To determine if an internet-based mind/body program would lead to participants experiencing infertility (1) being willing to be recruited and randomized and (2) accepting and being ready to engage in a fertility-specific intervention. Secondary exploratory goals were to examine reduced distress over the course of the intervention and increased likelihood to conceive.
This was a pilot randomized controlled feasibility trial with a between-groups, repeated measure design. Seventy-one women self-identified as nulliparous and meeting criteria for infertility. Participants were randomized to the internet-based version of the Mind/Body Program for Fertility or wait-list control group and asked to complete pre-, mid- and post-assessments. Primary outcomes include retention rates, number of modules completed, and satisfaction with intervention. Secondary exploratory outcomes sought to provide preliminary data on the impact of the program on distress (anxiety and depression) and self-reported pregnancy rates relative to a quasi-control group.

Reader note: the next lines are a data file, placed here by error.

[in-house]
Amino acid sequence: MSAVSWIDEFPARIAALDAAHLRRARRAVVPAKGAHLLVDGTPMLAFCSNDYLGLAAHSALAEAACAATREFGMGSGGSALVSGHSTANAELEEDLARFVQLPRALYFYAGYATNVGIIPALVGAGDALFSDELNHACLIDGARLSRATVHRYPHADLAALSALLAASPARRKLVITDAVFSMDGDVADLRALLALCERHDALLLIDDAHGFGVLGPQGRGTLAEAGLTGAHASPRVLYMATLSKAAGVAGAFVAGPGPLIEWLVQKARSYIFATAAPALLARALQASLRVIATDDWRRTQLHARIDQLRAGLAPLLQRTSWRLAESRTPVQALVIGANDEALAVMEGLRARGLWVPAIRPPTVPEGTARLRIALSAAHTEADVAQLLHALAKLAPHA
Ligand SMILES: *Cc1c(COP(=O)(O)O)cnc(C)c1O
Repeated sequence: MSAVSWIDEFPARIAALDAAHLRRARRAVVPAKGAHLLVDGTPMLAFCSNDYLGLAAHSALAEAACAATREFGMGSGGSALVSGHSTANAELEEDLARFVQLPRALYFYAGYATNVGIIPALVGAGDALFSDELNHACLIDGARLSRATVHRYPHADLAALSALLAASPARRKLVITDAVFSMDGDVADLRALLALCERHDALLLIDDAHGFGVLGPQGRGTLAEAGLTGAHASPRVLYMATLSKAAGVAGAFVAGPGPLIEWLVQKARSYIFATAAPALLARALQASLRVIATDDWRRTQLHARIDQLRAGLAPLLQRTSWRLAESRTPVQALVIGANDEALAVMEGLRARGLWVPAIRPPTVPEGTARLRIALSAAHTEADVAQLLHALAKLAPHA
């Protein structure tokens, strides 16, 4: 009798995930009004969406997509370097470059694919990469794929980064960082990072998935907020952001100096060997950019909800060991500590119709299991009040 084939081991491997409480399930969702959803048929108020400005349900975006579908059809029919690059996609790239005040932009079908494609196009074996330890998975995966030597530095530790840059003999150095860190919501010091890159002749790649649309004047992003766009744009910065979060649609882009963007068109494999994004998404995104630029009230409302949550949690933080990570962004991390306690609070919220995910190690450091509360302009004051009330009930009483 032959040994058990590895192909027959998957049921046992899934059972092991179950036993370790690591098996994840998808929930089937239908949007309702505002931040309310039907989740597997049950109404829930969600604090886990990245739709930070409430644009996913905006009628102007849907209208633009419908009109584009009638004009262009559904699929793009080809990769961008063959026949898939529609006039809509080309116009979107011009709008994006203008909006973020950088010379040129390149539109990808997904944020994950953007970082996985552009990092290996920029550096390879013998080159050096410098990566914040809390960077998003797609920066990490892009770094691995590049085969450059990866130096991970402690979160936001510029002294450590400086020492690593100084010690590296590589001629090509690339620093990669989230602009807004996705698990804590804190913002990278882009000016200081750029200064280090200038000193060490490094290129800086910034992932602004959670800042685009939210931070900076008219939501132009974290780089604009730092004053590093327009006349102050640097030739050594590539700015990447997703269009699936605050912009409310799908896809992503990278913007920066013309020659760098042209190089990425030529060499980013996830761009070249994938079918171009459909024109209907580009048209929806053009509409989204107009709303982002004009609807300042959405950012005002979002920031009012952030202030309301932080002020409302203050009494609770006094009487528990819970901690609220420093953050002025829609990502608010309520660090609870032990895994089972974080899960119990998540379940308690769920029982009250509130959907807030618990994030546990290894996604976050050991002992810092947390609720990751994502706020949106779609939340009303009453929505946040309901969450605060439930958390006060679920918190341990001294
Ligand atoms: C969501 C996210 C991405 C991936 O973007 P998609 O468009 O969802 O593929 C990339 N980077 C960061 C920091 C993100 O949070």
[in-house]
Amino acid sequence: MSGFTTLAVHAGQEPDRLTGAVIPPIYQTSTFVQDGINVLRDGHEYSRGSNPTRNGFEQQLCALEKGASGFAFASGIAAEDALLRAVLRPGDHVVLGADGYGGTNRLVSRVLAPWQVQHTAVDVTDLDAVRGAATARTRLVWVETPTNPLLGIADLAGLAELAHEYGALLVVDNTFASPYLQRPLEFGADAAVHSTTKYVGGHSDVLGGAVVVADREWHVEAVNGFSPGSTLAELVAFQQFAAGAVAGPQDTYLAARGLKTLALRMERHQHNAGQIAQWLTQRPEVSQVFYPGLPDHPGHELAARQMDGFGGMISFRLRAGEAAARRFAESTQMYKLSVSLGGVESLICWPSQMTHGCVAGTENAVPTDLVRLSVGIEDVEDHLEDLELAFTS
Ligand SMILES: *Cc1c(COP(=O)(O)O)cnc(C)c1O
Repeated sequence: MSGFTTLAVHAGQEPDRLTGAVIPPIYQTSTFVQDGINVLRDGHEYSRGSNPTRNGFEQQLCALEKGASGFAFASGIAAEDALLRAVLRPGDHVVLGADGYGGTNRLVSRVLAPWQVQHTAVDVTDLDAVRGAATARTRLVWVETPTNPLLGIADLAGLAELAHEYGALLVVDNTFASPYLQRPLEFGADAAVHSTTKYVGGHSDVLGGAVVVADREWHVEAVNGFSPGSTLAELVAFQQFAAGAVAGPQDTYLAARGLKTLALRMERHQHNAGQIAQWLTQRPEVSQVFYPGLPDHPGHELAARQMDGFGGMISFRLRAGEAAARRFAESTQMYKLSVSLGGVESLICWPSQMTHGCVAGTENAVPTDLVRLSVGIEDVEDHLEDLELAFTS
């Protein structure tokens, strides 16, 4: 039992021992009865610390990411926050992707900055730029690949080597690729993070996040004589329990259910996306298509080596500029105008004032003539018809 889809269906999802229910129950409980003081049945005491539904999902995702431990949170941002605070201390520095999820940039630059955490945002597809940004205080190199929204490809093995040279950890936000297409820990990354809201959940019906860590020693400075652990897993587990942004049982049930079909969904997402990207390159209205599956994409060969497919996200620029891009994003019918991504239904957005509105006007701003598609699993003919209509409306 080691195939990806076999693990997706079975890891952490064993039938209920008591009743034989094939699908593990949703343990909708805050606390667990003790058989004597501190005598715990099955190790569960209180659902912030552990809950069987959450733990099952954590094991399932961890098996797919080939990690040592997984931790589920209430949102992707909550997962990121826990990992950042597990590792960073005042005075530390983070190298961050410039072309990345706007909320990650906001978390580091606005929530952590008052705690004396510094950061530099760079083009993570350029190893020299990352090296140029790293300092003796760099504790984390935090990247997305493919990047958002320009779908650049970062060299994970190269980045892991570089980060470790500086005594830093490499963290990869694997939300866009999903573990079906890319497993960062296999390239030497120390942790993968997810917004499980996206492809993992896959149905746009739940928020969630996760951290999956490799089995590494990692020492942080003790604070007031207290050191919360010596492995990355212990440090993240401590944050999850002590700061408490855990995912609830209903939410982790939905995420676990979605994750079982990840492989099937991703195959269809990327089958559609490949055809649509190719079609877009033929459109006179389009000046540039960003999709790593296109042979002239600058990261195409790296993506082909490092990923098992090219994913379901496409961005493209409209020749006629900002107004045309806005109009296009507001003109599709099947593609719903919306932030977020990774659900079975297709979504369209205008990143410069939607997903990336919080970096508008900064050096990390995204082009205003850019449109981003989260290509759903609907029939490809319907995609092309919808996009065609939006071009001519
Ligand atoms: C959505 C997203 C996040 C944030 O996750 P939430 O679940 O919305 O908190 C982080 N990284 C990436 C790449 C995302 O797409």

The retention, adherence, and satisfaction rates were comparable to those reported in other internet-based RCTs. Although time between pre- and post-assessment differed between groups, using intent-to-treat analyses, women in the intervention group (relative to the wait-list group) had significant reduction in distress (anxiety, p = .003; depression, p = .007; stress, p = .041 fertility-social, p = .018; fertility-sexual, p = .006), estimated as medium-to-large effect sizes (ds = 0.45 to 0.86). The odds of becoming pregnant was 4.47 times higher for the intervention group participants as compared to the wait-list group, OR 95% CI [1.56, 12.85], p = .005 and occurred earlier. The findings suggest that the research design and program specific to this population are feasible and acceptable. Replication efforts with an active control group are needed to verify distress reduction and conception promotion findings.